Curran, at her briefing in Mineola, also praised the announcement by Gov. Andrew M. Cuomo that the county is eligible for elective surgeries.
"I sent the governor a letter yesterday making the case that our hospital executives are ready, our health care professionals are ready, and that this is good for public health, and I'm very happy to see that today he OKd it," Curran said.
Cuomo made the announcement earlier Tuesday. On Saturday, he said elective surgeries can begin again in Suffolk County. — NEWSDAY STAFF
Watch Nassau County Executive Laura Curran's press briefing:
Watch Gov. Andrew Cuomo's press briefing:
Cuomo: Pilot program allows limited visitors to two LI hospitals
Cuomo said the state is looking at a pilot program over the next few days to bring visitors back to the hospitals, including at Northwell with the right precautions and equipment.
As part of the pilot, visits are time limited and visitors are subject to symptom and temperature checks. Northwell hospitals including at Huntington and Plainview are on the pilot list presented on the slide at the briefing. — NEWSDAY STAFF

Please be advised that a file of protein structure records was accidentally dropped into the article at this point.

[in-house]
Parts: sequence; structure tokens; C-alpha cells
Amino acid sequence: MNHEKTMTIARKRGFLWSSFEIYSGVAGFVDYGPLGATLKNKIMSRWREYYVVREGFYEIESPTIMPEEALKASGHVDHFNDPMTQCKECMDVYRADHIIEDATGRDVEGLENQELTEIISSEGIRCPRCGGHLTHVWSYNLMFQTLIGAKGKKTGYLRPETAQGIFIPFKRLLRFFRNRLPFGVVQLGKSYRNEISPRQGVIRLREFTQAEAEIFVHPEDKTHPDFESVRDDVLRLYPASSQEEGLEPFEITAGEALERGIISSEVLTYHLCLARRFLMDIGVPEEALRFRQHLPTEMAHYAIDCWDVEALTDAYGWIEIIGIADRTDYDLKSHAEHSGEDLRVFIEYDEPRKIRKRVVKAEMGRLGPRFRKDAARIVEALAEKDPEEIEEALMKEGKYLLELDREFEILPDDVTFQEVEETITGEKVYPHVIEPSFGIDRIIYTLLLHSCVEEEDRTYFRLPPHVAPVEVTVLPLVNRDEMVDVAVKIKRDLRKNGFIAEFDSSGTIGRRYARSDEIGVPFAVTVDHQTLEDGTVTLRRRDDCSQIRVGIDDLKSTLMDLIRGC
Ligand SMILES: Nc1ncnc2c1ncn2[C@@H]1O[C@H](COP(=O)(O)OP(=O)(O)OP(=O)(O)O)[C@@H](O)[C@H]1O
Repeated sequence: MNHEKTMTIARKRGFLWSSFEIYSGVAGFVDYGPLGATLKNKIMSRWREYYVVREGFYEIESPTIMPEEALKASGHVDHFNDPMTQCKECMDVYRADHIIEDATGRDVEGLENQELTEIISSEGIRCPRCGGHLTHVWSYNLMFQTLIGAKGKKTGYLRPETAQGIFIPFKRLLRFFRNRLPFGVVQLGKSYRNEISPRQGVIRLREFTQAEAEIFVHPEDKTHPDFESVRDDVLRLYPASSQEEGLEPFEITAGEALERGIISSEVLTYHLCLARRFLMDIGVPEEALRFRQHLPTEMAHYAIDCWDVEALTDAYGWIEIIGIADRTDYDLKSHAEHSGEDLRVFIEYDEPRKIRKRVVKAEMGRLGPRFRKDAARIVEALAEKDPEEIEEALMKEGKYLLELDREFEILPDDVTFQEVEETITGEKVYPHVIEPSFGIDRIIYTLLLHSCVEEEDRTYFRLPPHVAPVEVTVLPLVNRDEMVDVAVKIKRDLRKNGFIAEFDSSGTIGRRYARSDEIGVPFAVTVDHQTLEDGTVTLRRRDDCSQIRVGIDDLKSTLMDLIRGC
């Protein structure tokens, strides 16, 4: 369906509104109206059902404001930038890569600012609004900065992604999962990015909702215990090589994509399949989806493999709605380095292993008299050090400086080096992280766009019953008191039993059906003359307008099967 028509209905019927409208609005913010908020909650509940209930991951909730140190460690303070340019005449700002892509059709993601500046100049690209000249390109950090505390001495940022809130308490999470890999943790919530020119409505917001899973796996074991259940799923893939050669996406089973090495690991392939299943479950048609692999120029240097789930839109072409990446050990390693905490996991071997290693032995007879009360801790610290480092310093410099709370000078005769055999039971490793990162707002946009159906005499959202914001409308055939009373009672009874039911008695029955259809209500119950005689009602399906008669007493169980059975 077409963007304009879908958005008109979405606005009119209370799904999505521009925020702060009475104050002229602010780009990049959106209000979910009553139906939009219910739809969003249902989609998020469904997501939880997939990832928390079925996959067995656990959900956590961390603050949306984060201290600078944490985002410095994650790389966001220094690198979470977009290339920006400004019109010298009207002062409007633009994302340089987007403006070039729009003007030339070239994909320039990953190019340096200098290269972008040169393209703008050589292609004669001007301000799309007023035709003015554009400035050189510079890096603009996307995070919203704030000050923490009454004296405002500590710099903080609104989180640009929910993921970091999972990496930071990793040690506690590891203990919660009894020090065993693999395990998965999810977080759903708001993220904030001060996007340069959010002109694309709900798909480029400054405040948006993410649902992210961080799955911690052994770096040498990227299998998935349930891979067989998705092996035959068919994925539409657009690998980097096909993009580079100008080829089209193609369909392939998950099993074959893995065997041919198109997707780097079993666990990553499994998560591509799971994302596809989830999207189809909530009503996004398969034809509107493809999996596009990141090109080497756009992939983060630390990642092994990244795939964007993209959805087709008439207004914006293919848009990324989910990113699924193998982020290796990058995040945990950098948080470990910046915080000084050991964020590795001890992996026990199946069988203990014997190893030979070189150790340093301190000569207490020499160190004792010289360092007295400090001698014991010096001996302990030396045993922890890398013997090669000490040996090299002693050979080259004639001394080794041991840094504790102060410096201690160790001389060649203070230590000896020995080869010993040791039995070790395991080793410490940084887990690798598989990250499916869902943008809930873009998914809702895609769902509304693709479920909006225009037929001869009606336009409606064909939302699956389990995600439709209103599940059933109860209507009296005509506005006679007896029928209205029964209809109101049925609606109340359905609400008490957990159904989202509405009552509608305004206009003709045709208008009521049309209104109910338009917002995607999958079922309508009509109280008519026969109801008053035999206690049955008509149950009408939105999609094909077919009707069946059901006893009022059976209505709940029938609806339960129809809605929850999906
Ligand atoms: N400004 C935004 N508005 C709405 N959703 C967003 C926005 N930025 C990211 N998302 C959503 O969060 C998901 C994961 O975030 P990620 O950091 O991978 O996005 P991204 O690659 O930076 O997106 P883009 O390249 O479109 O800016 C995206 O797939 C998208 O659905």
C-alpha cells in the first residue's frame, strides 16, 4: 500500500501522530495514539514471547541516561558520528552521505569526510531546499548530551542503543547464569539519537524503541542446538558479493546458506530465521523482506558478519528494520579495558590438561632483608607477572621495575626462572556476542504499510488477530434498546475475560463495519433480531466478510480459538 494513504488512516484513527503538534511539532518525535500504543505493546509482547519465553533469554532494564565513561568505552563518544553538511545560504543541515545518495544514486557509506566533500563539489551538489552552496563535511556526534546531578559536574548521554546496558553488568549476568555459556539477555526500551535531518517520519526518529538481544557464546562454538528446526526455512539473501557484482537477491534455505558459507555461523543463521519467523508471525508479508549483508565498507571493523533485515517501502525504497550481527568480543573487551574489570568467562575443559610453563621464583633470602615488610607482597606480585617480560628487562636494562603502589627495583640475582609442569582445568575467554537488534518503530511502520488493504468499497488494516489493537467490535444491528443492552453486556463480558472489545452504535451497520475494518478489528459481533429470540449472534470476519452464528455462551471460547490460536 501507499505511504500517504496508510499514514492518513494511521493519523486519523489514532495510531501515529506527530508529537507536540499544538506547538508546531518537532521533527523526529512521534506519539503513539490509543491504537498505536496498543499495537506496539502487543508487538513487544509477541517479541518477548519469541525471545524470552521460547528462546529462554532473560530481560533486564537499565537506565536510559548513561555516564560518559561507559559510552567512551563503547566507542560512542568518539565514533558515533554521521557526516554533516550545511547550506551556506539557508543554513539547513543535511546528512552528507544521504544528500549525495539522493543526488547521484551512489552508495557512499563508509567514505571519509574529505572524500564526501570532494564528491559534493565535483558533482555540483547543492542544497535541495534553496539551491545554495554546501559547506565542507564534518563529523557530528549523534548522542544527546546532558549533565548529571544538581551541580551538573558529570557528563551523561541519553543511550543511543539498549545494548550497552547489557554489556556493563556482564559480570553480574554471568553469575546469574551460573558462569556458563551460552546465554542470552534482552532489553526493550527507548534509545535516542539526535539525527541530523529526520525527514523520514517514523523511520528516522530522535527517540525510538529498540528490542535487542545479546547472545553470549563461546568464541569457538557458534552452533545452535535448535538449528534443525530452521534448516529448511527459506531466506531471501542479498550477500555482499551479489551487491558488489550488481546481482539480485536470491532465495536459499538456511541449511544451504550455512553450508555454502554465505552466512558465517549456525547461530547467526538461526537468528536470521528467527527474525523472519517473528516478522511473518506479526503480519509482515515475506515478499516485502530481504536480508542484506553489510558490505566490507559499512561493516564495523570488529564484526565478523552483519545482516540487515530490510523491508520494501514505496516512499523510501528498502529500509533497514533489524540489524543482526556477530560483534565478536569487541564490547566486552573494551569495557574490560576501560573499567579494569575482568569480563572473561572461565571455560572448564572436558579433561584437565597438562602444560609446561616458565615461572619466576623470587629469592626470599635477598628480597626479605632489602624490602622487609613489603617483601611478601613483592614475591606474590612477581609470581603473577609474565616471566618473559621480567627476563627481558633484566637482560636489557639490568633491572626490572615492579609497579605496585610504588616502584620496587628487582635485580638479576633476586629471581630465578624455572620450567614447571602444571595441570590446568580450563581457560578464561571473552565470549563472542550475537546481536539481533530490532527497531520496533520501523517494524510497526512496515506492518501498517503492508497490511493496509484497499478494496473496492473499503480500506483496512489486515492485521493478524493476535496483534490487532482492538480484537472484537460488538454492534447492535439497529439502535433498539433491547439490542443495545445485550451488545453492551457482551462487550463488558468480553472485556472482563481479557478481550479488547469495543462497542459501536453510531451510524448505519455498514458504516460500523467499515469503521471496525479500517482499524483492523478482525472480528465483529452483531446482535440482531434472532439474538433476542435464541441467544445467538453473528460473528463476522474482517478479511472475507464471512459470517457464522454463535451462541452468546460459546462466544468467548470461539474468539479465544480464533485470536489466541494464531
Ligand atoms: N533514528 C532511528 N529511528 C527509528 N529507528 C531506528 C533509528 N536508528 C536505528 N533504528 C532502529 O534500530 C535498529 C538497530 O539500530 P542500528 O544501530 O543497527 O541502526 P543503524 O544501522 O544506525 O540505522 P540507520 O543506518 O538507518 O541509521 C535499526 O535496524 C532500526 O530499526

Curran backs bill to limit Nickerson Beach to county residents
Nassau County Executive Laura Curran said Tuesday she would sign legislation to limit access to Nickerson Beach to county residents for as long as New York City keeps its beaches closed to prevent the spread of the coronavirus.
Curran announced she would sign the Republican-sponsored bill as the Hempstead Town Board said it would enforce a residency requirement at town beaches as a temporary public health precaution during the pandemic.
In response to an announcement Monday by New York City Mayor Bill de Blasio that city beaches would remain closed, Nassau's Republican majority filed a bill to limit access to Nickerson. According to the GOP bill, de Blasio's move "threatens to overwhelm the safe operational capacity of Nickerson Beach." — NEWSDAY STAFF